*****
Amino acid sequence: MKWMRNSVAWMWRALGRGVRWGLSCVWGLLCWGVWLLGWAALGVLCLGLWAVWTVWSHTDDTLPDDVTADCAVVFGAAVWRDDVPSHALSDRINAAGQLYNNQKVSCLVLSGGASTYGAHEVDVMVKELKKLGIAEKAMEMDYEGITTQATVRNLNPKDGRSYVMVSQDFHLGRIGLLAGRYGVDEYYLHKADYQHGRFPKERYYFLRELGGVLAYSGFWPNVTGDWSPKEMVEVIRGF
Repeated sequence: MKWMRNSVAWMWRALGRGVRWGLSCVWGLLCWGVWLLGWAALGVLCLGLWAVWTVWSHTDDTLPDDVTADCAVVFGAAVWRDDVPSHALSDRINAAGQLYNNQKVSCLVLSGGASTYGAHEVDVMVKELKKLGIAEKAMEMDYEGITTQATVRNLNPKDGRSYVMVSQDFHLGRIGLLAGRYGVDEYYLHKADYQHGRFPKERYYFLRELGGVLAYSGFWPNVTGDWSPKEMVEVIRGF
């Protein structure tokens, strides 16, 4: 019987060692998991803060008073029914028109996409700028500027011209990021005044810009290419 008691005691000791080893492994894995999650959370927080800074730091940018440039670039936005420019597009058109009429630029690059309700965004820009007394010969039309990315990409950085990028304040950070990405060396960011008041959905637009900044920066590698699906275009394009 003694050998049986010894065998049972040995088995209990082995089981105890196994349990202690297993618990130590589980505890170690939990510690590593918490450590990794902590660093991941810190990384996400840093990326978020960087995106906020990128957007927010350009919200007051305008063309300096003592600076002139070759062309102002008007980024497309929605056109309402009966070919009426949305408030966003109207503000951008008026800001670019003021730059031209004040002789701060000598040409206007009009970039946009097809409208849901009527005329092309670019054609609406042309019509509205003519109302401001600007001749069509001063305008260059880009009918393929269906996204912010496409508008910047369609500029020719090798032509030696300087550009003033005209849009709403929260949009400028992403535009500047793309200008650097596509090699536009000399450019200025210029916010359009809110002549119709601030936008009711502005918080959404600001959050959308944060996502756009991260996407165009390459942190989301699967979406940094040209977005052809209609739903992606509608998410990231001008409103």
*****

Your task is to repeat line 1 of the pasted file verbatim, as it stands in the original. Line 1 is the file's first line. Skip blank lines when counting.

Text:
Amino acid sequence: MKWMRNSVAWMWRALGRGVRWGLSCVWGLLCWGVWLLGWAALGVLCLGLWAVWTVWSHTDDTLPDDVTADCAVVFGAAVWRDDVPSHALSDRINAAGQLYNNQKVSCLVLSGGASTYGAHEVDVMVKELKKLGIAEKAMEMDYEGITTQATVRNLNPKDGRSYVMVSQDFHLGRIGLLAGRYGVDEYYLHKADYQHGRFPKERYYFLRELGGVLAYSGFWPNVTGDWSPKEMVEVIRGF